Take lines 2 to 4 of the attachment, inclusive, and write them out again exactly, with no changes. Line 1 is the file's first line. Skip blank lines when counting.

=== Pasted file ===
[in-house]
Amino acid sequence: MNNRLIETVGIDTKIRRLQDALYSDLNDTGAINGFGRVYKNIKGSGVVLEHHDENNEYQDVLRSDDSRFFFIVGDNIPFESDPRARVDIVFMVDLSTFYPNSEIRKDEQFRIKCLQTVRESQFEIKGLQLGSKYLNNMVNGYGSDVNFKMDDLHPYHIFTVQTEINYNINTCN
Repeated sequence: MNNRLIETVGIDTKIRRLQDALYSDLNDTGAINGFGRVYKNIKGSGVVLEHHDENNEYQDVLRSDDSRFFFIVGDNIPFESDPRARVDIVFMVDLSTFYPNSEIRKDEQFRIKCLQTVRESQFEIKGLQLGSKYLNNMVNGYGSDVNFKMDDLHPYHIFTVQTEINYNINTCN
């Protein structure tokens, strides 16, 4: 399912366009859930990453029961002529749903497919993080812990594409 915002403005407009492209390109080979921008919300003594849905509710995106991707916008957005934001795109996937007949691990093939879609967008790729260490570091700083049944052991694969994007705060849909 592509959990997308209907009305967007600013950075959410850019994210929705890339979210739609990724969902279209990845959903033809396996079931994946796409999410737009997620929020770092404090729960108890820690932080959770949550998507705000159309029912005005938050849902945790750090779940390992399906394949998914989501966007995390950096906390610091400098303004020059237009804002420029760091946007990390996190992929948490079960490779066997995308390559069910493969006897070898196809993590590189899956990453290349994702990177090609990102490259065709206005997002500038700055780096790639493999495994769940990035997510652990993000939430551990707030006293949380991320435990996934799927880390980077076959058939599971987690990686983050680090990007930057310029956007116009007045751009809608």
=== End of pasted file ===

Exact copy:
Amino acid sequence: MNNRLIETVGIDTKIRRLQDALYSDLNDTGAINGFGRVYKNIKGSGVVLEHHDENNEYQDVLRSDDSRFFFIVGDNIPFESDPRARVDIVFMVDLSTFYPNSEIRKDEQFRIKCLQTVRESQFEIKGLQLGSKYLNNMVNGYGSDVNFKMDDLHPYHIFTVQTEINYNINTCN
Repeated sequence: MNNRLIETVGIDTKIRRLQDALYSDLNDTGAINGFGRVYKNIKGSGVVLEHHDENNEYQDVLRSDDSRFFFIVGDNIPFESDPRARVDIVFMVDLSTFYPNSEIRKDEQFRIKCLQTVRESQFEIKGLQLGSKYLNNMVNGYGSDVNFKMDDLHPYHIFTVQTEINYNINTCN
């Protein structure tokens, strides 16, 4: 399912366009859930990453029961002529749903497919993080812990594409 915002403005407009492209390109080979921008919300003594849905509710995106991707916008957005934001795109996937007949691990093939879609967008790729260490570091700083049944052991694969994007705060849909 592509959990997308209907009305967007600013950075959410850019994210929705890339979210739609990724969902279209990845959903033809396996079931994946796409999410737009997620929020770092404090729960108890820690932080959770949550998507705000159309029912005005938050849902945790750090779940390992399906394949998914989501966007995390950096906390610091400098303004020059237009804002420029760091946007990390996190992929948490079960490779066997995308390559069910493969006897070898196809993590590189899956990453290349994702990177090609990102490259065709206005997002500038700055780096790639493999495994769940990035997510652990993000939430551990707030006293949380991320435990996934799927880390980077076959058939599971987690990686983050680090990007930057310029956007116009007045751009809608």